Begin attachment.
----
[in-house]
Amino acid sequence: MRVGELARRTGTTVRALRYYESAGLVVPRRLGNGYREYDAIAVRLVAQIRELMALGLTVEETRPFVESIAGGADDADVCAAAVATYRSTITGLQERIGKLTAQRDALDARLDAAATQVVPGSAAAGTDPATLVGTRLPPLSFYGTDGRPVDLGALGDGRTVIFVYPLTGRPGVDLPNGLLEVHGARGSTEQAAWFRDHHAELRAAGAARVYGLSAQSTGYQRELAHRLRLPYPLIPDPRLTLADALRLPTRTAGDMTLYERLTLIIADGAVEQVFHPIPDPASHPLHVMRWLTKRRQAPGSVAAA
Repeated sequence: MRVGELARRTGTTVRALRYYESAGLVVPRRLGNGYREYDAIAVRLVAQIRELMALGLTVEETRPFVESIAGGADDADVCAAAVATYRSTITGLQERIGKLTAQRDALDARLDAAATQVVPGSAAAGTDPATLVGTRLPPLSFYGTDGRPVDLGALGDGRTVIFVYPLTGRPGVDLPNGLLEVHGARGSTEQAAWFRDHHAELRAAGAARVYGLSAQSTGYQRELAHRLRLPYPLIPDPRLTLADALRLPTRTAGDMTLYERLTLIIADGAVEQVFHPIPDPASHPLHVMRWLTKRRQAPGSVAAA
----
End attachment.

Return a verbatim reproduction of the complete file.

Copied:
[in-house]
Amino acid sequence: MRVGELARRTGTTVRALRYYESAGLVVPRRLGNGYREYDAIAVRLVAQIRELMALGLTVEETRPFVESIAGGADDADVCAAAVATYRSTITGLQERIGKLTAQRDALDARLDAAATQVVPGSAAAGTDPATLVGTRLPPLSFYGTDGRPVDLGALGDGRTVIFVYPLTGRPGVDLPNGLLEVHGARGSTEQAAWFRDHHAELRAAGAARVYGLSAQSTGYQRELAHRLRLPYPLIPDPRLTLADALRLPTRTAGDMTLYERLTLIIADGAVEQVFHPIPDPASHPLHVMRWLTKRRQAPGSVAAA
Repeated sequence: MRVGELARRTGTTVRALRYYESAGLVVPRRLGNGYREYDAIAVRLVAQIRELMALGLTVEETRPFVESIAGGADDADVCAAAVATYRSTITGLQERIGKLTAQRDALDARLDAAATQVVPGSAAAGTDPATLVGTRLPPLSFYGTDGRPVDLGALGDGRTVIFVYPLTGRPGVDLPNGLLEVHGARGSTEQAAWFRDHHAELRAAGAARVYGLSAQSTGYQRELAHRLRLPYPLIPDPRLTLADALRLPTRTAGDMTLYERLTLIIADGAVEQVFHPIPDPASHPLHVMRWLTKRRQAPGSVAAA